The day we set sail was Nana's 80th birthday.

Ray and Renee joined us on the boat at 8am. Renee made French toast with coconut maple syrup and fresh Bahamian bread and we had breakfast before we left Marsh Harbor. The kids had their life jackets on before they had changed out of their jammies. (We instituted a life jacket rule whenever we were on deck. When we were inside or in the covered lounge area they didn't wear life jackets.) 

Every morning a volunteer group makes morning announcements on the radio network in the Abacos. The community announcements might include a band playing at a local restaurant or an announcement of a bake sale for a local school. Boats also pass details about the weather and the tides to each other during this time. There's also time for general announcements and Renee called in to announce Nana's 80th birthday, and that she was back in the Abacos after a 37-year hiatus. The day's host gave his congratulations and called for "mic clicks" in her honor. Like a round of applause, radio microphones clicked in her honor from Hole In The Wall to Coopers Town.  

Once the birthday celebration had kicked off, we sailed from Marsh Harbor toward Elbow Cay. As soon as we were out of the harbor, Captain Ray hoisted the sail.

We stopped for lunch at Tahiti Beach. The Manimal napped below deck while Capt. Ray took the rest of us to Tahiti Beach on the dinghy to play on the sand spit. It was beautiful, but cool, so we waded and dug but didn't swim.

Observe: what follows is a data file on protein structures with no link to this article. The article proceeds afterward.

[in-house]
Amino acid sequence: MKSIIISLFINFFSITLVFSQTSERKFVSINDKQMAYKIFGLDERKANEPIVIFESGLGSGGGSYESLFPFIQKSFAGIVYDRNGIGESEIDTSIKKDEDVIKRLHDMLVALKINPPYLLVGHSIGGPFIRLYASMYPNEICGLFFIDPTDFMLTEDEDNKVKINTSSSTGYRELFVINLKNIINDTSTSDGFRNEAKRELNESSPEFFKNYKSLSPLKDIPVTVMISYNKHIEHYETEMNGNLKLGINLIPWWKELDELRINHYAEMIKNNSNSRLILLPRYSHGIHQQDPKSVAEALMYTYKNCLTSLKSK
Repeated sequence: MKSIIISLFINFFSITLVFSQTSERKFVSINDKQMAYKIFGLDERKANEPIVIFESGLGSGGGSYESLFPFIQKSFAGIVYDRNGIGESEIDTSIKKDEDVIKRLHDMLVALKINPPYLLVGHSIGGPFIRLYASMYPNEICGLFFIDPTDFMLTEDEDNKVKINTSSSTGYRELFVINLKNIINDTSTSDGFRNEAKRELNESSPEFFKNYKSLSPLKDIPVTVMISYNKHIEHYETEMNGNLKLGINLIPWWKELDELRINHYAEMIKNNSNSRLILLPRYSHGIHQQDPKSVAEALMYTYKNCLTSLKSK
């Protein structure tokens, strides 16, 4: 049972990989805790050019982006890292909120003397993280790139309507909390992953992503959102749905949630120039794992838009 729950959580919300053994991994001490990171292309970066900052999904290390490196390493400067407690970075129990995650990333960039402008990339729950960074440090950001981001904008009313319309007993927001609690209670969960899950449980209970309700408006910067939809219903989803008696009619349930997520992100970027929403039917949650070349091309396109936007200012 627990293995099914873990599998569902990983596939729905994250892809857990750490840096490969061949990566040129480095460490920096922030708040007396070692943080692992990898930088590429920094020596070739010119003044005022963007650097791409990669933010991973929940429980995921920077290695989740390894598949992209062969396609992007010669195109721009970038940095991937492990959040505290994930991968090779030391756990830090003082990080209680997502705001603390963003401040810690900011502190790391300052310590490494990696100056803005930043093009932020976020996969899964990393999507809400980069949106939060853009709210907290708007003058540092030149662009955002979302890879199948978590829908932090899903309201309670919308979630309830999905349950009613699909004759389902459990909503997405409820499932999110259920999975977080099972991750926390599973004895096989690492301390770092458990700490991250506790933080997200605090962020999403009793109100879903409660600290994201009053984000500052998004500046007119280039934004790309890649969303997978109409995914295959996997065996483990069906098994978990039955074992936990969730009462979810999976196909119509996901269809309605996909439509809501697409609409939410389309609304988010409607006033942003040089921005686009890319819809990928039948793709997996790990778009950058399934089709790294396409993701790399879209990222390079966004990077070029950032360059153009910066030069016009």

When we were done playing, we took the dinghy back to the boat and motored around Elbow Cay to Hope Town Harbor. We came in about 3:30, while the local kids sailing school was working its way back into the harbor. We circled around to let them get in, then came in and found a mooring in the harbor.

Hamish was still napping, but the Manimal was up by this point, so Nana, he and I took the dinghy in to stroll through Hope Town and stopped to buy books at a gift shop called Ebb Tides. Nana asked about Toad Hall, an historic Hope Town house she'd remembered from her first trip, but the bookshop lady said it had been torn down.

While Hamish slept, Ray gave Kyle a dinghy lesson then Ray, Renee, Kyle and Hamish all came to Hope Town. The kids played on the playground for a while (and made "chocolate burgers"), Ray and Renee caught their ferry home to Marsh Harbor, and Kyle ferried us back to the boat while the church bells played hymns over the Harbor. 

Renee had made a beautiful birthday dinner: salmon primavera with kale and Nutella cheesecake with strawberries for dessert. She had even made a birthday crown for Nana to wear while we sang Happy Birthday to her.

Nana had requested games on this trip, so after we put the Manimal to bed, the four of us played Uno together. Hamish is not a terribly strategic player, but she's still good, and managed to win a few hands on her own. The birthday girl, of course, played competitively and won several hands. 

We watched the sunset over the other sailboats moored in the Harbor and stayed up late enough for the Hope Town Light to start flashing, but then we all crashed: our first day of sailing behind us.